The man who first came up with the idea to pool Europe's industrial resources, thereby making the linkage of states a political reality, was precisely Jean Monnet. At a time when many politicians – the kind of great statesmen for whom countries erected statues – were still celebrated as fathers of independence, Monnet became what one of his biographers called 'the first statesman of interdependence'.
That is the main idea behind European unification. And it is probably the greatest contribution that post-war Europe has given to the world.
A shared future is built by international cooperation, regional integration and common structures where differences can be overcome.
This logic is as relevant today as it was 60 years ago; relevant for Europe, now 27 member states, very soon 28, instead of the original 6; and relevant for the world, so long dominated by 2 blocs succeeded by 1 hyperpower, and now so much changed that even the idea of a 'G20-world' doesn't adequately reflect its multipolarity.
That, for me, is the main lesson to draw from the crisis since 2008. Our economic interdependence was never as obvious as it was in the middle of the financial crisis.
In a world of global supply chains, global financial streams, global companies, global competition for raw materials and so on… there is no country, large or small, that can ignore the international context in which it operates.
And this economic interconnectedness is just one example of the issues we must confront together: climate change is by its very nature blind to political borders; terrorism cuts across national frontiers as never before; underdevelopment is a threat to developed economies; and internal instability in one country can unbalance neighbouring countries as well.
Limited environmental resources, as President Peres well knows, may pose a threat to peace and security in the whole region. If we try to tackle collective problems individually, we end up failing - or indeed, even making them worse. But if we work together, delivering concrete results for everyday problems, we make political institutions and minds rise above local, regional or national limitations.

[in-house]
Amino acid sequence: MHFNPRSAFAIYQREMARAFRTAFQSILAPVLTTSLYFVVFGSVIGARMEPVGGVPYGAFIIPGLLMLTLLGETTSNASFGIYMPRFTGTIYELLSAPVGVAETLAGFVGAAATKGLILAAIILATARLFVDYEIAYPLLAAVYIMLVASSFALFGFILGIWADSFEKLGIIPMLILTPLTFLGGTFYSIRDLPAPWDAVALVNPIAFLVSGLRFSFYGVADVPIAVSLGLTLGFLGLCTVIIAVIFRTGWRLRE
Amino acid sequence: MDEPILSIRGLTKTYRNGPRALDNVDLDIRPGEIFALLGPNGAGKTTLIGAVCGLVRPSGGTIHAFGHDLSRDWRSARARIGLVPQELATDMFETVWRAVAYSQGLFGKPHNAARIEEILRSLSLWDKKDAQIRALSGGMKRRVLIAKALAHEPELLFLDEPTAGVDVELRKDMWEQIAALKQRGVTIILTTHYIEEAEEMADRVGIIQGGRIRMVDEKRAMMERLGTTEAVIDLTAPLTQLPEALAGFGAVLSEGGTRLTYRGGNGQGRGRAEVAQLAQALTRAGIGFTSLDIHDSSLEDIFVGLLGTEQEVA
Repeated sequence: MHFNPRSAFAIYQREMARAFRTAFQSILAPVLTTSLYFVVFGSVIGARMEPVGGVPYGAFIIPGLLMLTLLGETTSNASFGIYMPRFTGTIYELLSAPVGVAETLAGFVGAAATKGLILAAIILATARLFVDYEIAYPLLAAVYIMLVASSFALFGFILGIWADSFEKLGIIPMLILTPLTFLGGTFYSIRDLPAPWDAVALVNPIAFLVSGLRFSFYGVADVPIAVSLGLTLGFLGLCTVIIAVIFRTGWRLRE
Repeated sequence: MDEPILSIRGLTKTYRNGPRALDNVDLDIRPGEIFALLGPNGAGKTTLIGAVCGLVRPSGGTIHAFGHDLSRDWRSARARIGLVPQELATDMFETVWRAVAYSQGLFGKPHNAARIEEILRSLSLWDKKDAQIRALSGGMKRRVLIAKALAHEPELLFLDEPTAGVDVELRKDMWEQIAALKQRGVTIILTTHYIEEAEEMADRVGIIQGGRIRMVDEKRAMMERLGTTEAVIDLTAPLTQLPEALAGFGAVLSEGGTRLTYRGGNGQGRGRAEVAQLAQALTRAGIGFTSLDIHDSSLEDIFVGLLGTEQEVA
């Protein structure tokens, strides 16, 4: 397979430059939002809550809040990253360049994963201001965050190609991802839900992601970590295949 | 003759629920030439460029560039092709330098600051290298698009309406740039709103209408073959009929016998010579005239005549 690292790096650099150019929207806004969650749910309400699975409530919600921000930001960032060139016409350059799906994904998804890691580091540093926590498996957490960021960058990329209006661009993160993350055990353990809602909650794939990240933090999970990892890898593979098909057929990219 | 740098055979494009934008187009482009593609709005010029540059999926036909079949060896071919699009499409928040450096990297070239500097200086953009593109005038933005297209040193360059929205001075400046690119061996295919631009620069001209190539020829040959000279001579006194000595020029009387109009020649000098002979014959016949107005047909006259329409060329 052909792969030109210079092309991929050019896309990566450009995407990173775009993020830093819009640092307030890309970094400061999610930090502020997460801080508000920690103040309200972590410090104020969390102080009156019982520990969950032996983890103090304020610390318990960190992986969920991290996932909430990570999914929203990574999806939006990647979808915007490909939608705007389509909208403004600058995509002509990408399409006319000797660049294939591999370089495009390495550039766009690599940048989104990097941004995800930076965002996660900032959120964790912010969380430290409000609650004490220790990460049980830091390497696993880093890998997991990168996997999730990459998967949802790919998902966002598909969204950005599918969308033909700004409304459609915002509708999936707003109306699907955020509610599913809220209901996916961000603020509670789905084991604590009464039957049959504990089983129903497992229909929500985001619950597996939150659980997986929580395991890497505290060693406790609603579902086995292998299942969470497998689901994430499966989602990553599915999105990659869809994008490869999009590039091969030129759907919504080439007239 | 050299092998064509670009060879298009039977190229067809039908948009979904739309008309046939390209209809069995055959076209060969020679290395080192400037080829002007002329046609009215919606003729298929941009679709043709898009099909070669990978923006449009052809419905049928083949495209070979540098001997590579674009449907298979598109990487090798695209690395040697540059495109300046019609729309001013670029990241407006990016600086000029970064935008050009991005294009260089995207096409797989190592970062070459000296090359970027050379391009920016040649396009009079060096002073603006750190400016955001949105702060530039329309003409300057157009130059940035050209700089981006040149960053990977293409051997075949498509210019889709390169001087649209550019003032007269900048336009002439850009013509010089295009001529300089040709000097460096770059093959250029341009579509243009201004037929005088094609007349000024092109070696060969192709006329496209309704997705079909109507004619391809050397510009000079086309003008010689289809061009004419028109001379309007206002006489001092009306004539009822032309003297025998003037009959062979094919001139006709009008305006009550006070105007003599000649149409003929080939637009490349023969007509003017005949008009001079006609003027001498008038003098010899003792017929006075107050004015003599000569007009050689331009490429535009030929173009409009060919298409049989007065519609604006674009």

That is why we, as European Commission, are supporting exchanges in the field of science and technology, of trade and investment across our Southern Neighbourhood and the Middle East region.
I hope that one day shared water, food and industrial goods will do for the Middle East what coal and steel have done for Western Europe many years ago: promoting cooperation, preventing conflicts, turning the logic of interdependence into a force for good.
I hope to see one day Israel and Palestine living side by side in secure and recognised borders, sharing Jerusalem as their capital. I hope that one day walls and checkpoints will be replaced by bridges. I hope that one day parents will be able to send their children to school in the morning with the certainty that they will embrace them again in the evening.
This is possible with strong political leadership and by working from the bottom up, because we need to gain our public opinions and popular support for this endeavour.
Ladies and Gentlemen,
The world has become more globalised than ever before. We need to welcome such evolutions and make the most of them.
The narrow-mindedness and the Westfallian vision of sovereignty that some still have in official chancelleries is being challenged by business leaders, scientists, researchers, artists and creator, intellectuals, but also by common citizens, especially young people.
There is today already a global community that moves beyond the official and political interactions between States.